Factors affecting the distribution and abundance of the Salish sucker (Catostomus sp.) : an endemic and endangered transboundary fish population by Nathaniel S Lundgren( )

2 editions published in 2013 in English and held by 2 WorldCat member libraries worldwide

The Salish sucker (Catostomus sp.) is a recently described endemic fish species with a patchy distribution and a narrow geographic range in western Washington and southwestern British Columbia. In this study I examined populations within the Nooksack River watershed, attempting to elucidate the environmental factors contributing to observed patterns of distribution and abundance. I hypothesized that hypoxic and hyperthermic conditions during the summer months would restrict Salish sucker distribution. I tested this hypothesis by measuring dissolved oxygen concentrations, temperature, and Salish sucker abundance and movement at eight sites in the Bertrand Creek and Fishtrap Creek sub-basins. The results of this study did not support my original hypothesis; instead it seems more likely that physical habitat characteristics rather than water quality exert greater influence in patterns of abundance and distribution. My findings emphasize the importance of maintaining the quality and connectivity of habitat for Salish sucker conservation
An analysis of agricultural land use effects on surface water quality in Skagit County streams by MarySutton Carruthers( )

2 editions published in 2012 in English and held by 2 WorldCat member libraries worldwide

Nonpoint source pollution is a concern in many streams nationwide. Puget Sound cleanup efforts have increasingly focused on targeting nonpoint sources of pollution, including nutrient and bacterial sources resulting from agricultural activities. Skagit County, Washington hosts a robust compilation of agricultural activities from large scale row crops and dairy operations to small hobby farms. It is also home to the Skagit River, the most important river system for Puget Sound salmon, and Samish Bay, the largest shellfish growing area in the north Puget Sound. Enormous efforts have been made to assess the health of Washington's waterways and to find an effective way to ensure clean water without threatening the historic agricultural sector. The Skagit County government established a monitoring program in 2003 for the express purpose of assessing agricultural effects on streams. Surface water quality data from 40 sites on 28 streams, collected from 2003-2011 as part of this program, were used in these analyses. The objective of this research was to augment Skagit County water quality reports in order to determine the influence of agricultural land-use and precipitation on regional surface water quality. Median fecal coliforms, salinity, and turbidity were higher at sites at the downstream end of agricultural areas as compared with upstream sites, and dissolved oxygen concentrations were lower. Sites downstream from agricultural activities were more likely to have detectable levels of total suspended solids, orthophosphate, ammonium, and total Kjeldahl nitrogen than midstream, upstream, or reference sites. Precipitation was only correlated with fecal coliforms at a quarter of the sites, though precipitation events were associated with higher median fecal coliforms at downstream sites. Land-use characteristics were more deterministic of median fecal coliforms than were inherent watershed characteristics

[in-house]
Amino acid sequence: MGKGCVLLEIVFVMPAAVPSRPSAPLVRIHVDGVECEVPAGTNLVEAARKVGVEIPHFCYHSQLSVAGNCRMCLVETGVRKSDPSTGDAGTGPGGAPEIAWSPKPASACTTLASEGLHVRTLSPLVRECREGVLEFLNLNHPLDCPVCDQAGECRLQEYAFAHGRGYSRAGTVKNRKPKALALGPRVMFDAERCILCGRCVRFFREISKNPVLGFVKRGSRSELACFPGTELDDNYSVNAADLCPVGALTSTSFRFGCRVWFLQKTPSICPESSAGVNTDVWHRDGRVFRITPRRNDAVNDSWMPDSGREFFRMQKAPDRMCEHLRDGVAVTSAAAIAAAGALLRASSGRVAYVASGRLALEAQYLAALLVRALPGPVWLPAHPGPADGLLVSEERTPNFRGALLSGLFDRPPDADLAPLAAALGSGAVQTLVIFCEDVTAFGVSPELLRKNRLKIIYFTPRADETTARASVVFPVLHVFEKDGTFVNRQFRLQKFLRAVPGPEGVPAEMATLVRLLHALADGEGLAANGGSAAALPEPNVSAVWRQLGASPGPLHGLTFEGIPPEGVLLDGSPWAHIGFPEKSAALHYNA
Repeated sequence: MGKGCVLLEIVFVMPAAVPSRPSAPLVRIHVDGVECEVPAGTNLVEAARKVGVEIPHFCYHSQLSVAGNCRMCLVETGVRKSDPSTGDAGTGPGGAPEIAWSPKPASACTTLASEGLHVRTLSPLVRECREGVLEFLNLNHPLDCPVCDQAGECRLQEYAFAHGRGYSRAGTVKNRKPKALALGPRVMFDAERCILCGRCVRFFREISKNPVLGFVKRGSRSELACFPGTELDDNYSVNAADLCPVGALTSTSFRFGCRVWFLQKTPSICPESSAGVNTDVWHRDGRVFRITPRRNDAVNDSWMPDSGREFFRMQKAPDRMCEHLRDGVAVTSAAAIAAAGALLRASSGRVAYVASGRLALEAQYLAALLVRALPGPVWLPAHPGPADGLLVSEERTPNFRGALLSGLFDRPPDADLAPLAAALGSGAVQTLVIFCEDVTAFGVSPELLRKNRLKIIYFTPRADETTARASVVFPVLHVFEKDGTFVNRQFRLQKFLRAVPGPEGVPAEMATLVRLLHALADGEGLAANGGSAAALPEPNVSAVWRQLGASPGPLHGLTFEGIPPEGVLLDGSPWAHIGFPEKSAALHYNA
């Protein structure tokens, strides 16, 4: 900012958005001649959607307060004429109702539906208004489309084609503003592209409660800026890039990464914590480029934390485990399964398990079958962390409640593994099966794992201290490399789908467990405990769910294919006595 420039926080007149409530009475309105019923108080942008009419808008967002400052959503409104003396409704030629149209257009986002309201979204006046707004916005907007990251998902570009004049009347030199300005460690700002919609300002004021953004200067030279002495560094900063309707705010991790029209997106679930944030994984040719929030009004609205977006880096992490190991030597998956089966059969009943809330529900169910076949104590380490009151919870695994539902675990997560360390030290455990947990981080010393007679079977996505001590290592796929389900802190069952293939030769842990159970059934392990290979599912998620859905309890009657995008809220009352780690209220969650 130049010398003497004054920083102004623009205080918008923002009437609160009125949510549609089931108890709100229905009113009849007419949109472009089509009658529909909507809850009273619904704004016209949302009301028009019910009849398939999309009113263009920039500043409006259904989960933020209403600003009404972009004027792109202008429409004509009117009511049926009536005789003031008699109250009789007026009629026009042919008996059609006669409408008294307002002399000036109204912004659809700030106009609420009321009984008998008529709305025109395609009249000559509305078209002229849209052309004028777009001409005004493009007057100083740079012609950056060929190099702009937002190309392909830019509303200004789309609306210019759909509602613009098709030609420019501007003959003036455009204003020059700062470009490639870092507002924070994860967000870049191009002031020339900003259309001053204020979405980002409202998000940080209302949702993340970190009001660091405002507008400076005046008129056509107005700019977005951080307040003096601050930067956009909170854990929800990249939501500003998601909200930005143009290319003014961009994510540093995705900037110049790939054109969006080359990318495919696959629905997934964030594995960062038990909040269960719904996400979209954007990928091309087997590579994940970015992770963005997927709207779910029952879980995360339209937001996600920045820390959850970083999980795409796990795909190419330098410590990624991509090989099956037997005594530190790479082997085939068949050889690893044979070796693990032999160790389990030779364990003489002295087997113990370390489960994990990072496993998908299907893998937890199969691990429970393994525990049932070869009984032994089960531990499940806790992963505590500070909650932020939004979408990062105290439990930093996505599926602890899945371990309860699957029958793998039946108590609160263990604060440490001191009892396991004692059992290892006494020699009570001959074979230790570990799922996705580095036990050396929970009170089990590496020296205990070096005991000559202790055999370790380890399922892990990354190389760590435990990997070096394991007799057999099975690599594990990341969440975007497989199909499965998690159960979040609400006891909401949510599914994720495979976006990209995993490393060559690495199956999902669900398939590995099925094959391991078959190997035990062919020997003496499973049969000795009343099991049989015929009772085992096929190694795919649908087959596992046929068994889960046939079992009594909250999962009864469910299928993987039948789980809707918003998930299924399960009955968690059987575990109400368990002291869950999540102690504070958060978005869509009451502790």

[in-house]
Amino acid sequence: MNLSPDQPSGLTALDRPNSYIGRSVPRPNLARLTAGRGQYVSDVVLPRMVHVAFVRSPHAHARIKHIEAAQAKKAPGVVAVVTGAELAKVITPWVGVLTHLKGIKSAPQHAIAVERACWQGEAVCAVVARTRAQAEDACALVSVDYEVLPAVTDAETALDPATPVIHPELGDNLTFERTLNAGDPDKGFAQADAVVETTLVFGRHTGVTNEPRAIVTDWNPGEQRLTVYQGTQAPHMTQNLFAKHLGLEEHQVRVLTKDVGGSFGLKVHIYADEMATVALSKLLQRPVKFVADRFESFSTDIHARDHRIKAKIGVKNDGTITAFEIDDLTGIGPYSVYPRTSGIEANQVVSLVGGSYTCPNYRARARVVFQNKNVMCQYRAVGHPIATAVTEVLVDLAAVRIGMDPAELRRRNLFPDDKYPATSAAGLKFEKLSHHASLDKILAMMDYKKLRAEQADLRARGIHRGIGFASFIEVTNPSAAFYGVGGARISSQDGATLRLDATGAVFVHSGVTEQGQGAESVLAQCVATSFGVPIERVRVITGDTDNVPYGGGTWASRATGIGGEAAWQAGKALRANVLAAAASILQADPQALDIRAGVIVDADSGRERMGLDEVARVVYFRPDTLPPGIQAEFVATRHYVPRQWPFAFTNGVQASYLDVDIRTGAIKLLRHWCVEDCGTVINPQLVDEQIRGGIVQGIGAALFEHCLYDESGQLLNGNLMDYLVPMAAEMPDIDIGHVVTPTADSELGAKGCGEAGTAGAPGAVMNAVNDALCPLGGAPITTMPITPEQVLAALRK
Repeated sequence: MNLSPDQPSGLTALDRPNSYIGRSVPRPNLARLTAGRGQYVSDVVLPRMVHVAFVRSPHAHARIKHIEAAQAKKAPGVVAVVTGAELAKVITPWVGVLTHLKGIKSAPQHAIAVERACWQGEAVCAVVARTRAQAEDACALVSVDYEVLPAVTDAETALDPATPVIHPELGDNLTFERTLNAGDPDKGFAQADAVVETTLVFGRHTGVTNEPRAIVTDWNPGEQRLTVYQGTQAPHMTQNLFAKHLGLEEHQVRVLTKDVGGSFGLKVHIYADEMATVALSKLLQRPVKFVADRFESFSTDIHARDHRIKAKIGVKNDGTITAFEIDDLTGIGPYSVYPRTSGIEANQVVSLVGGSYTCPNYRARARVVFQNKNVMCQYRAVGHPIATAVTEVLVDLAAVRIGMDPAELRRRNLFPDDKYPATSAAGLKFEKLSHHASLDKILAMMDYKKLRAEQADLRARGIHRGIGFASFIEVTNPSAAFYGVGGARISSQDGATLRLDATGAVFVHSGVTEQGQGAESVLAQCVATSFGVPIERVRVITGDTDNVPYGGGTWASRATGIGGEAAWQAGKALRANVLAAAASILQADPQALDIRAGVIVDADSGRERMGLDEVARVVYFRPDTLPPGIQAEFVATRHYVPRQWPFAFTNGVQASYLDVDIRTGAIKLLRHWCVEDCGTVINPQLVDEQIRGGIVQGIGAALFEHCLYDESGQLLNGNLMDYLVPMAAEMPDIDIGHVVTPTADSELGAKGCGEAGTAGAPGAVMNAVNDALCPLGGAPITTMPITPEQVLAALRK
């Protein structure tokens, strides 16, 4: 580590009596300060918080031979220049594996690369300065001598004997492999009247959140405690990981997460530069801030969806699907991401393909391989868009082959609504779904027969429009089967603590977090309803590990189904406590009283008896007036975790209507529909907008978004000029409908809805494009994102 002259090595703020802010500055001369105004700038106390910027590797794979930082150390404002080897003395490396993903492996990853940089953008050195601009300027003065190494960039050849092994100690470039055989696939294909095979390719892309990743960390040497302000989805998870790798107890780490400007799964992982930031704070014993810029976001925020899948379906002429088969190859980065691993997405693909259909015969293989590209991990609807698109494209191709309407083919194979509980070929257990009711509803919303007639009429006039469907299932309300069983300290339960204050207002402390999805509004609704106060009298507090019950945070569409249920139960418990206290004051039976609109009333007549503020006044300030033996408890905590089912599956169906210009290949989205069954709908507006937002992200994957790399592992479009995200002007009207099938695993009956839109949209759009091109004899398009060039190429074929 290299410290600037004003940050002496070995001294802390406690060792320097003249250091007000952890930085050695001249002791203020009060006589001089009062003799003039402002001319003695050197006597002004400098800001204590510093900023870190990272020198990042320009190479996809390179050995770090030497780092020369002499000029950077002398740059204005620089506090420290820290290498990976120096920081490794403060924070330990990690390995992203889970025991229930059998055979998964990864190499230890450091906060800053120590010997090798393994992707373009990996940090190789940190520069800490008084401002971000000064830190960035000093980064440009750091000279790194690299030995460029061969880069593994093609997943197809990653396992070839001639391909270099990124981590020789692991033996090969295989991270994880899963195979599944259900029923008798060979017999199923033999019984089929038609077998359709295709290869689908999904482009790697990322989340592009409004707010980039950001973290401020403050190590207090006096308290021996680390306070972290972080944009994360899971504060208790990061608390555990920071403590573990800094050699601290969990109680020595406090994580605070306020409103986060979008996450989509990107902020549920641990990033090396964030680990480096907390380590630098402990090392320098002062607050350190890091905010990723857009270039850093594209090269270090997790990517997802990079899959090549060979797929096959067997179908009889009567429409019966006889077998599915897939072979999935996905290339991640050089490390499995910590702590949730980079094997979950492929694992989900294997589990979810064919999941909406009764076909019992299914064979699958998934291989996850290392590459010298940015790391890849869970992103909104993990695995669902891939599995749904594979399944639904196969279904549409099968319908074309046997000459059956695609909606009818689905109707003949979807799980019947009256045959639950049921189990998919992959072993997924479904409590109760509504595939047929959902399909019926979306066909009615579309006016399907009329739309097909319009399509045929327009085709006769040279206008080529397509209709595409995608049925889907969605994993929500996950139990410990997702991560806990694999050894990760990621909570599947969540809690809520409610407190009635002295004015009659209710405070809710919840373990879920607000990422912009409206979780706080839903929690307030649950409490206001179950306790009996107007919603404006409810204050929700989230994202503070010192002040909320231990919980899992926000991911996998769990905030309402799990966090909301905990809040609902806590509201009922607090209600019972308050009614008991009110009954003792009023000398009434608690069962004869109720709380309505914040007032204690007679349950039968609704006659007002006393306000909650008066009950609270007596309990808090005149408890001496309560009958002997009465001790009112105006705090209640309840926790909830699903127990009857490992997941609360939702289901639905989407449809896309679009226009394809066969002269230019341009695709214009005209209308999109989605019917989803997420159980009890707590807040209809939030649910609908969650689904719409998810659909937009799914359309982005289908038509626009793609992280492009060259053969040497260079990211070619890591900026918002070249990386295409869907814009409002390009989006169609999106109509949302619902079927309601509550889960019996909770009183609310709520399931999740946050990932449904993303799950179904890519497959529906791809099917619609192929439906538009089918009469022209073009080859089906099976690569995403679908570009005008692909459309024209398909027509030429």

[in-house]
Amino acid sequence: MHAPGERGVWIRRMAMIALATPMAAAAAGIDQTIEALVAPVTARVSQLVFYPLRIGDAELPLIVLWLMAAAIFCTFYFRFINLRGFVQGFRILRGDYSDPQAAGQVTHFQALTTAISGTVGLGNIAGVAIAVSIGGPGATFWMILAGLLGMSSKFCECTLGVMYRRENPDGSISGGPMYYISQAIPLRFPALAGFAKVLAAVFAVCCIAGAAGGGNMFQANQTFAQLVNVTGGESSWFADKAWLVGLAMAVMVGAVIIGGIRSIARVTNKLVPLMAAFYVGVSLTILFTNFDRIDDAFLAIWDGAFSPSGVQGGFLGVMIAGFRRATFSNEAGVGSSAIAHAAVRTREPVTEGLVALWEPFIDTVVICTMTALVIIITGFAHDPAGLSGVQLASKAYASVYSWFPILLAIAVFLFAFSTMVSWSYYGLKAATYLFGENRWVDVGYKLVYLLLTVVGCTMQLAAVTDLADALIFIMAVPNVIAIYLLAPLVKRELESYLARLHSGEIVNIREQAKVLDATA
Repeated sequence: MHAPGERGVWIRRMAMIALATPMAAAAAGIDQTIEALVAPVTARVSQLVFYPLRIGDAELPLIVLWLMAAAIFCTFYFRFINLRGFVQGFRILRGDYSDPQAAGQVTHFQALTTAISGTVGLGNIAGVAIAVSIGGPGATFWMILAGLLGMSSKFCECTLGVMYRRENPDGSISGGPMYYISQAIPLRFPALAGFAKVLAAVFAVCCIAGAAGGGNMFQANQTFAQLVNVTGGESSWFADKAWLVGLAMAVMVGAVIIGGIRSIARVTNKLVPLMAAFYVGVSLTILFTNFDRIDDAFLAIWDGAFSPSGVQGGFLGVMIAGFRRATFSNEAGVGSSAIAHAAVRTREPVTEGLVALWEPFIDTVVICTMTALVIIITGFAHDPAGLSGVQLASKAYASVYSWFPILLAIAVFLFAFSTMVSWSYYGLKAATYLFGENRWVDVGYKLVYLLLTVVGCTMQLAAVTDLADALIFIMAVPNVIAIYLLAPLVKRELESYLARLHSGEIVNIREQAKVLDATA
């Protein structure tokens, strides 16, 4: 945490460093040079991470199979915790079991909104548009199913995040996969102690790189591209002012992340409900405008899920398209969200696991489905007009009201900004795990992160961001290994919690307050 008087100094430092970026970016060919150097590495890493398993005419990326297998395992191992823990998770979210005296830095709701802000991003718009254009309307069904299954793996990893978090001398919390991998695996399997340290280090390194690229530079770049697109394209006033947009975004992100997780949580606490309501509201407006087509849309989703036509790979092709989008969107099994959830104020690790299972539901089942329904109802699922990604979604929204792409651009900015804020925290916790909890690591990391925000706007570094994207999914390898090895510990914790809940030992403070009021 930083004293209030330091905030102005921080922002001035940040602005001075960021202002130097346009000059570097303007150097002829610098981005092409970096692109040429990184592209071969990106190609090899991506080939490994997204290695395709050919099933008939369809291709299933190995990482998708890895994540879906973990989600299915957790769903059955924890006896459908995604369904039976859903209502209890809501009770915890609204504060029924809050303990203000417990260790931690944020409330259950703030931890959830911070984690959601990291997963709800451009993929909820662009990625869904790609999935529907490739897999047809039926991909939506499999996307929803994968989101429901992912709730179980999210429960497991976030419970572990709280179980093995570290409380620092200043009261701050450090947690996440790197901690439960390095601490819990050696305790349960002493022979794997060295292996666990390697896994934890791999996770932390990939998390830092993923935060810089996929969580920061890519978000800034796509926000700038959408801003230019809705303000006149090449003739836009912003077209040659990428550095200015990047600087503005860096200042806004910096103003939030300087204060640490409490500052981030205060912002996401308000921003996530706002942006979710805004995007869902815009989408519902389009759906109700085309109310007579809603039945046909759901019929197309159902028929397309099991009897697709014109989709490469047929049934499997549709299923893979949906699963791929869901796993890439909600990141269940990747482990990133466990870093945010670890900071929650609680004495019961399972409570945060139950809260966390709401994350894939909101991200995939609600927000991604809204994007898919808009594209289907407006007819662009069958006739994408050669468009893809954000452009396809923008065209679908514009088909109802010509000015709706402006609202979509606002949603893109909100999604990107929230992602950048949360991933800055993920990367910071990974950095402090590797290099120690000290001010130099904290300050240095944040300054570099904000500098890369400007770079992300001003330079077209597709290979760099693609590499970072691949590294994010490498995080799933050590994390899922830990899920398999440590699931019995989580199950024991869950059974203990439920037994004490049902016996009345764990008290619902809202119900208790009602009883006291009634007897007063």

Age determination of the sixgill shark from hard parts using a series of traditional and novel approaches by S. Jeffrey Campbell( )

2 editions published in 2010 in English and held by 2 WorldCat member libraries worldwide

Necessary to the management of any species of fish is the ability to determine age in individuals. Age information is used to establish growth rates, longevity, age at maturity, and population age structure, and to predict how population demographics will change over time. For most species of fish, reliable aging techniques have been in use since the early 20th century. Most boney fish are aged by counting bands of calcium phosphate hydroxyapatite that form over time in skeletal hard parts such as otoliths, fin-spines, and scales, which can be used as proxies for age in years. Fishes in the Class Elasmobranchii lack otoliths and have skeletons composed of cartilage, which often do not incorporate enough calcium to enable enumeration by traditional aging methods that rely on light microscopy, in some cases aided by enhancement techniques such as histological staining. For these fishes, alternative methods and aging structures are used to identify and enumerate annual patterns in calcium deposition. The aging structure of choice for most elasmobranches is the vertebral centrum, where bands of calcium are deposited that can be used as proxies for age in years. A few deep-dwelling species of Elasmobranchii, such as the sixgill shark (Hexanchus griseus,) have as yet defied efforts at age determination, inhibiting efforts to implement science-based management plans. This study has attempted to identify alternative aging structures that may incorporate seasonally-mediated concentrations of elements or isotopes into cartilage. Once identified, these structures were subjected to two recently developed methods of elemental microanalysis, energy dispersive X-ray spectroscopy (EDAX), and laser ablation, inductively-coupled, plasma mass spectrometry (LA-ICP-MS), in an effort to develop an aging method for H. griseus, and potentially other poorly calcified elasmobranchs. In addition, it has also used two traditional, histological staining methods, Von Kossa's AgNO3, and Alizarin Red-S and applied them to these non-traditional aging structures. This study identified regions within the cartilaginous skeleton of H. griseus that lay down systematic banding patterns. These patterns were visually detected using AgNO3 staining enhanced light microscopy, as well as by periodic oscillations in isotopic concentrations for 24Mg, 88Sr, 107Ag, and 109Ag that were detected through the use of LA-ICP-MS. Future research in this field will need to verify if these bands are deposited on an annual basis. Methodologies must be developed for verification, and validation of these procedures to determine if the band patterns identified by either of these methods have utility for age determination in this and other poorly calcified species of elasmobranchs